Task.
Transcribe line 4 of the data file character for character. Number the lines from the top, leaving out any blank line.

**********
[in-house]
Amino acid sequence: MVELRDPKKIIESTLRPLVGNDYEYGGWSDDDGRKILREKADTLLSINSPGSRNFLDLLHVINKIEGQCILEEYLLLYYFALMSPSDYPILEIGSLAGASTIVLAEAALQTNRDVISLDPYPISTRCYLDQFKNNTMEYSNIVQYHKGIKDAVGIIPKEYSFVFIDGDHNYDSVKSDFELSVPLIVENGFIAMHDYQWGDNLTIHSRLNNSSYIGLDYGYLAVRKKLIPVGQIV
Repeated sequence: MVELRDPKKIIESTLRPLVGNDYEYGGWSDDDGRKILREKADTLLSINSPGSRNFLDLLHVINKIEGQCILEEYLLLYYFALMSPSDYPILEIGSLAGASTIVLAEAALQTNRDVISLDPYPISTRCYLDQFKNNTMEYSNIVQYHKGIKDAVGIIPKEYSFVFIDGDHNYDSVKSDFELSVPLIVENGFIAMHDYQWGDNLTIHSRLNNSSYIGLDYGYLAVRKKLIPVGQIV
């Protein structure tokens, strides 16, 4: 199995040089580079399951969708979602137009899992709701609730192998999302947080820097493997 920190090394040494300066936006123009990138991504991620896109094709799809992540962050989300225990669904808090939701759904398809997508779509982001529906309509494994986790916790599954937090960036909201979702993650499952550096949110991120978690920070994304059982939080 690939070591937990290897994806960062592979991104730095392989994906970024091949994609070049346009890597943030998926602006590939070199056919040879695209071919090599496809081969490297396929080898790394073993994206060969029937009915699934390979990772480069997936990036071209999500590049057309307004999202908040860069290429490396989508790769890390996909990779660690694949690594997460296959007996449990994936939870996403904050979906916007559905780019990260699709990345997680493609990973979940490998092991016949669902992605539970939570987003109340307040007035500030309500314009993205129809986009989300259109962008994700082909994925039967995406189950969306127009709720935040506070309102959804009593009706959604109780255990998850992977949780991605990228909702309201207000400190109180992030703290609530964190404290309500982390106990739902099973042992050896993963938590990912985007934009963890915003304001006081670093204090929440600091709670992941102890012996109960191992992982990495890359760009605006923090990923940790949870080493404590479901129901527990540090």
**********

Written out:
């Protein structure tokens, strides 16, 4: 199995040089580079399951969708979602137009899992709701609730192998999302947080820097493997 920190090394040494300066936006123009990138991504991620896109094709799809992540962050989300225990669904808090939701759904398809997508779509982001529906309509494994986790916790599954937090960036909201979702993650499952550096949110991120978690920070994304059982939080 690939070591937990290897994806960062592979991104730095392989994906970024091949994609070049346009890597943030998926602006590939070199056919040879695209071919090599496809081969490297396929080898790394073993994206060969029937009915699934390979990772480069997936990036071209999500590049057309307004999202908040860069290429490396989508790769890390996909990779660690694949690594997460296959007996449990994936939870996403904050979906916007559905780019990260699709990345997680493609990973979940490998092991016949669902992605539970939570987003109340307040007035500030309500314009993205129809986009989300259109962008994700082909994925039967995406189950969306127009709720935040506070309102959804009593009706959604109780255990998850992977949780991605990228909702309201207000400190109180992030703290609530964190404290309500982390106990739902099973042992050896993963938590990912985007934009963890915003304001006081670093204090929440600091709670992941102890012996109960191992992982990495890359760009605006923090990923940790949870080493404590479901129901527990540090």